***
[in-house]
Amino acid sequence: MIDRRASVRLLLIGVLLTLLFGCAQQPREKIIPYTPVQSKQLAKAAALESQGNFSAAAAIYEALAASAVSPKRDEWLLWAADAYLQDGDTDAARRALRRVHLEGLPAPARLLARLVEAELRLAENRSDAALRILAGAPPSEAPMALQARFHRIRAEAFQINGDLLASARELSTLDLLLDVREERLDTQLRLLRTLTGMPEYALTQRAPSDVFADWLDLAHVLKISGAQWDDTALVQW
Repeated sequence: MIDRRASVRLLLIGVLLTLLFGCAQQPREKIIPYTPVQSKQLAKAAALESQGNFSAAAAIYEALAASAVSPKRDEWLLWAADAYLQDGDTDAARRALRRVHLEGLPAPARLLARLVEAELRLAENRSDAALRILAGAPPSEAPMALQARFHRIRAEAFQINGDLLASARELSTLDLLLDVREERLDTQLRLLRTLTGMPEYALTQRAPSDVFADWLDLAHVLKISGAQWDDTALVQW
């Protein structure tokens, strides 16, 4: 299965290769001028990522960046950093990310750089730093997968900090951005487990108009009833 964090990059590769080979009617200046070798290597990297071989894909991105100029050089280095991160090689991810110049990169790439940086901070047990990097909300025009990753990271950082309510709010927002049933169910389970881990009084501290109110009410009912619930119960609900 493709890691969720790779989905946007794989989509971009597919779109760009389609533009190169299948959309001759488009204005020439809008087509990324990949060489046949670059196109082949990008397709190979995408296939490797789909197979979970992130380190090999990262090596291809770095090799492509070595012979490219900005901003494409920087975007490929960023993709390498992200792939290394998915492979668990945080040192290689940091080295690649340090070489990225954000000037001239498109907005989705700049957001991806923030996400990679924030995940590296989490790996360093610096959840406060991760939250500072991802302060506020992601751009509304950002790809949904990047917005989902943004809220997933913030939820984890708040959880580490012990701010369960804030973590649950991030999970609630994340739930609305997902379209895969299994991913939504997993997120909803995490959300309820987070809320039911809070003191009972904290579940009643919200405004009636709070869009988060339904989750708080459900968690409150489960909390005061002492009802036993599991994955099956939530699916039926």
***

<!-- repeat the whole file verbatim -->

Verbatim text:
[in-house]
Amino acid sequence: MIDRRASVRLLLIGVLLTLLFGCAQQPREKIIPYTPVQSKQLAKAAALESQGNFSAAAAIYEALAASAVSPKRDEWLLWAADAYLQDGDTDAARRALRRVHLEGLPAPARLLARLVEAELRLAENRSDAALRILAGAPPSEAPMALQARFHRIRAEAFQINGDLLASARELSTLDLLLDVREERLDTQLRLLRTLTGMPEYALTQRAPSDVFADWLDLAHVLKISGAQWDDTALVQW
Repeated sequence: MIDRRASVRLLLIGVLLTLLFGCAQQPREKIIPYTPVQSKQLAKAAALESQGNFSAAAAIYEALAASAVSPKRDEWLLWAADAYLQDGDTDAARRALRRVHLEGLPAPARLLARLVEAELRLAENRSDAALRILAGAPPSEAPMALQARFHRIRAEAFQINGDLLASARELSTLDLLLDVREERLDTQLRLLRTLTGMPEYALTQRAPSDVFADWLDLAHVLKISGAQWDDTALVQW
């Protein structure tokens, strides 16, 4: 299965290769001028990522960046950093990310750089730093997968900090951005487990108009009833 964090990059590769080979009617200046070798290597990297071989894909991105100029050089280095991160090689991810110049990169790439940086901070047990990097909300025009990753990271950082309510709010927002049933169910389970881990009084501290109110009410009912619930119960609900 493709890691969720790779989905946007794989989509971009597919779109760009389609533009190169299948959309001759488009204005020439809008087509990324990949060489046949670059196109082949990008397709190979995408296939490797789909197979979970992130380190090999990262090596291809770095090799492509070595012979490219900005901003494409920087975007490929960023993709390498992200792939290394998915492979668990945080040192290689940091080295690649340090070489990225954000000037001239498109907005989705700049957001991806923030996400990679924030995940590296989490790996360093610096959840406060991760939250500072991802302060506020992601751009509304950002790809949904990047917005989902943004809220997933913030939820984890708040959880580490012990701010369960804030973590649950991030999970609630994340739930609305997902379209895969299994991913939504997993997120909803995490959300309820987070809320039911809070003191009972904290579940009643919200405004009636709070869009988060339904989750708080459900968690409150489960909390005061002492009802036993599991994955099956939530699916039926």